Icelandic as a Second Language through the methods of Music and Acting

The basis for this MA project is a workshop in Icelandic for beginners that I taught in the summer of 2018.
I used both methods that may be considered traditional in language teaching, and also a number of methods commonly used in the teaching of music, drama and even dance.
I recorded a video during the workshop and wrote in a journal after each teaching session. The video gives some insight into the training methods used during the workshop, and hopefully also a view of the methods themselves. We are able to observe the progress of the language students, and to catch a glimpse of their thought processes.
I prepared a draft syllabus before the workshop began, yet made a point of having it open—more akin to a compass to use in the wild, rather than a marked path. After all, the workshop was meant to be a pursuit for new knowledge, both for the teacher and the students.
In the academic section of the thesis I make mention of various theories, hypotheses and ideas of academics who have helped me understand the process of language acquisition, educational psychology, neurology and the workings of the human brain. I compare older theories about language acquisition and new knowledge from brain studies in the 21st century, and point out how new studies can improve our knowledge and even encourage us to reassess our position when it comes to language acquisition.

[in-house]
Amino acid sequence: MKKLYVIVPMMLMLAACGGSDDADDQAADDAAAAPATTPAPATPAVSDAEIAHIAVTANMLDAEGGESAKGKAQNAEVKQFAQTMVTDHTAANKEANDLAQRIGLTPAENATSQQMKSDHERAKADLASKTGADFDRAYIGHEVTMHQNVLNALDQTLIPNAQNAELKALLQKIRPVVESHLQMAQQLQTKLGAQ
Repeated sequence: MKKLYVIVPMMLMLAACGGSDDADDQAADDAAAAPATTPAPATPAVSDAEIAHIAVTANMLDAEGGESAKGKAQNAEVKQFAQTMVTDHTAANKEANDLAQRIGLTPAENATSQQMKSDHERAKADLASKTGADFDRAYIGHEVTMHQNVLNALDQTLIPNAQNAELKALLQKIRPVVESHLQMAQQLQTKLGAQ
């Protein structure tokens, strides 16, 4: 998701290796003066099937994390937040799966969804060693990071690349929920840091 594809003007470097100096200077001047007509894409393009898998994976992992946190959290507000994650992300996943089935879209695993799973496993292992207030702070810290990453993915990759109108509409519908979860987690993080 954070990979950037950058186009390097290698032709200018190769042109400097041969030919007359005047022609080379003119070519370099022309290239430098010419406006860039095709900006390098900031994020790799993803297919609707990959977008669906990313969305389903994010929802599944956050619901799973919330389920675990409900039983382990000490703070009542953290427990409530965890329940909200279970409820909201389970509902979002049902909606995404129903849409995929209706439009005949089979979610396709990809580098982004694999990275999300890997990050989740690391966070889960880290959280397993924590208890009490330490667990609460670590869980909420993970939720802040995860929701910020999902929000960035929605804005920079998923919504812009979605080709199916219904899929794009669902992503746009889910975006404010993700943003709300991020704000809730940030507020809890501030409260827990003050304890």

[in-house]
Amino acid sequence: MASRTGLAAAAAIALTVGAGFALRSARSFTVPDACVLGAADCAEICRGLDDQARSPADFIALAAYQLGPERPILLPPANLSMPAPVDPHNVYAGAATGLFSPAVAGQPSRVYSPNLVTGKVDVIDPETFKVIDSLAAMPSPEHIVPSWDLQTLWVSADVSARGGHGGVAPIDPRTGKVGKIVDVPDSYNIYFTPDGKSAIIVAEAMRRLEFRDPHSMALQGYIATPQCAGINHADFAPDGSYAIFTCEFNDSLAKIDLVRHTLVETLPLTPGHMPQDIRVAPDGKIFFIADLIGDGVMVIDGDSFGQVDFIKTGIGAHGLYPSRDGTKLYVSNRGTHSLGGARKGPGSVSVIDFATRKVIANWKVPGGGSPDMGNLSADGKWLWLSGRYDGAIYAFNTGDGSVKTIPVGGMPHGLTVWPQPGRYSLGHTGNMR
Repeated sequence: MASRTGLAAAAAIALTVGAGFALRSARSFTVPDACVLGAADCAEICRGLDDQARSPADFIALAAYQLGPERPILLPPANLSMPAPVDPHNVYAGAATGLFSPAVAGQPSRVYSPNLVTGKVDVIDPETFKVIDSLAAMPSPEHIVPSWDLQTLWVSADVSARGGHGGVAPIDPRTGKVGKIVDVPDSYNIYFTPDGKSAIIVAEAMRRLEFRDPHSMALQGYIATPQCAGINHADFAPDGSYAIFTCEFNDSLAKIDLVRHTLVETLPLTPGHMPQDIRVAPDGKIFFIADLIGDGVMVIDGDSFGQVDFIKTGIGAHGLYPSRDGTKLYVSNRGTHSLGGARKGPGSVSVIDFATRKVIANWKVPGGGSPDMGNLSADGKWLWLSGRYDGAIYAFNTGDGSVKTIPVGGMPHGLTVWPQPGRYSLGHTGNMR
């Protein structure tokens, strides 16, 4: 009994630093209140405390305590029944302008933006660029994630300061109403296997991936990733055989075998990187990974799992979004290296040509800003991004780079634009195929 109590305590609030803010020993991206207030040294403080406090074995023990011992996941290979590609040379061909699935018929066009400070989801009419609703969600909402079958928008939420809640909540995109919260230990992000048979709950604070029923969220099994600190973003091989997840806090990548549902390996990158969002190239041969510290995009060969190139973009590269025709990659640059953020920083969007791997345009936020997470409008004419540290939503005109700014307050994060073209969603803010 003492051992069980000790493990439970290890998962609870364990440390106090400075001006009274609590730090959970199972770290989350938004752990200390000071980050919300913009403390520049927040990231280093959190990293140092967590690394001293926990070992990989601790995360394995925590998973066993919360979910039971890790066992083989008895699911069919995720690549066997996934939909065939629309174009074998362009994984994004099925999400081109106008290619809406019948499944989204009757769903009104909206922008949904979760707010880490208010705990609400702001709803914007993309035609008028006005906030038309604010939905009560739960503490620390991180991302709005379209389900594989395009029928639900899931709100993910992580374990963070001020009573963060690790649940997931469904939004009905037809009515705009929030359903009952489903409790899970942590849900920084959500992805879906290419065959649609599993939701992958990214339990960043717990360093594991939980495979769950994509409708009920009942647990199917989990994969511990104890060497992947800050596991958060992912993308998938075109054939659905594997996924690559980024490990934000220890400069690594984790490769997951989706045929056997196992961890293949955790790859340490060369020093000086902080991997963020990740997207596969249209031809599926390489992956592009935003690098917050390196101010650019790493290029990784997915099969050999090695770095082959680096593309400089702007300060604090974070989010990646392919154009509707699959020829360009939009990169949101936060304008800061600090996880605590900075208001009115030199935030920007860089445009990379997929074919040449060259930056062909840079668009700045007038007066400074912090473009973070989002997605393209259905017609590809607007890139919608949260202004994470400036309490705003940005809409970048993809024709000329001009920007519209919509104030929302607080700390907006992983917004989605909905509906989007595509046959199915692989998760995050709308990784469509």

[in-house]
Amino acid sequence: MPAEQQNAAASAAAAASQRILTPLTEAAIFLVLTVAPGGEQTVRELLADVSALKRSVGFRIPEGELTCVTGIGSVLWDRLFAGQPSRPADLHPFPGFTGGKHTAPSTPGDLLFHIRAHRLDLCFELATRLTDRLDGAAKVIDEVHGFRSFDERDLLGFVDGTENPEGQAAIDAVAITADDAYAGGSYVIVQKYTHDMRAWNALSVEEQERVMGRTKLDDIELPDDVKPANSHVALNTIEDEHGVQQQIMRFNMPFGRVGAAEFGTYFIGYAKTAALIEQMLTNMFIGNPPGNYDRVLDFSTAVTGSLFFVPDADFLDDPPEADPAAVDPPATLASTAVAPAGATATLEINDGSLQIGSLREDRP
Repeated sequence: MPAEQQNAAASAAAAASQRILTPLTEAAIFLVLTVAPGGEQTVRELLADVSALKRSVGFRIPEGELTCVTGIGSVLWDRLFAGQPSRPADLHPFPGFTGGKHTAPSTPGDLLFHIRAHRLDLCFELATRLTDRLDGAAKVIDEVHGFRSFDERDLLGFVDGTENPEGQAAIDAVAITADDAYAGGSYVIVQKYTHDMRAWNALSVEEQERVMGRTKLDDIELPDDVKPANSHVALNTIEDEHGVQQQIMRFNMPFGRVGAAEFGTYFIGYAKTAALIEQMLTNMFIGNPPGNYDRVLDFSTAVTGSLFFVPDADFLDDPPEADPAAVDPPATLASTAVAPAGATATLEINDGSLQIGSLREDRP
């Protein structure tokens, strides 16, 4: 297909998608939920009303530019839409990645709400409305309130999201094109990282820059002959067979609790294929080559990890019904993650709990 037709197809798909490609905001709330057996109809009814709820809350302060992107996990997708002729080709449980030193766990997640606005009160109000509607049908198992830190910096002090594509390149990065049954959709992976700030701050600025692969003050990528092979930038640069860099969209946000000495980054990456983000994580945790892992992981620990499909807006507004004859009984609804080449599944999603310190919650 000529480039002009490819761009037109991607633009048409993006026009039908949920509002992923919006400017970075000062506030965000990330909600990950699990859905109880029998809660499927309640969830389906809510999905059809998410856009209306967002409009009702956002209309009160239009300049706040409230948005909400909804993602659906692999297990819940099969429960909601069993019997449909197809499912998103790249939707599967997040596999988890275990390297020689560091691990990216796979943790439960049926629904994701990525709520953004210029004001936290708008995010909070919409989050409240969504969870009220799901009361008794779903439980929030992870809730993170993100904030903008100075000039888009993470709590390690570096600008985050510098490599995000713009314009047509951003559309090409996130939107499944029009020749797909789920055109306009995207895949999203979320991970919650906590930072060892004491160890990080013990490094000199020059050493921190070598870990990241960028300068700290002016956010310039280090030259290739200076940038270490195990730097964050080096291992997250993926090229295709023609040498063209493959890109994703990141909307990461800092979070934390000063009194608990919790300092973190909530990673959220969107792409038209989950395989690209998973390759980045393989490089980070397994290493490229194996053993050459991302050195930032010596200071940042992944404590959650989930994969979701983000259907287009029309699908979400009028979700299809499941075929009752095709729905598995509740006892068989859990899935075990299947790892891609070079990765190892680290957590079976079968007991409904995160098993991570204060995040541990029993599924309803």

I have developed the methods that I introduce in this thesis on the basis of my own experience as a language teacher and language student, as well as various older and newer academic theories.


Lemme Linda Saukas Olafsdóttir
lemme [at] lemme.is
Advisors: María Anna Garðarsdóttir og Sigríður Dagný Þorvaldsdóttir
Department of Arts Education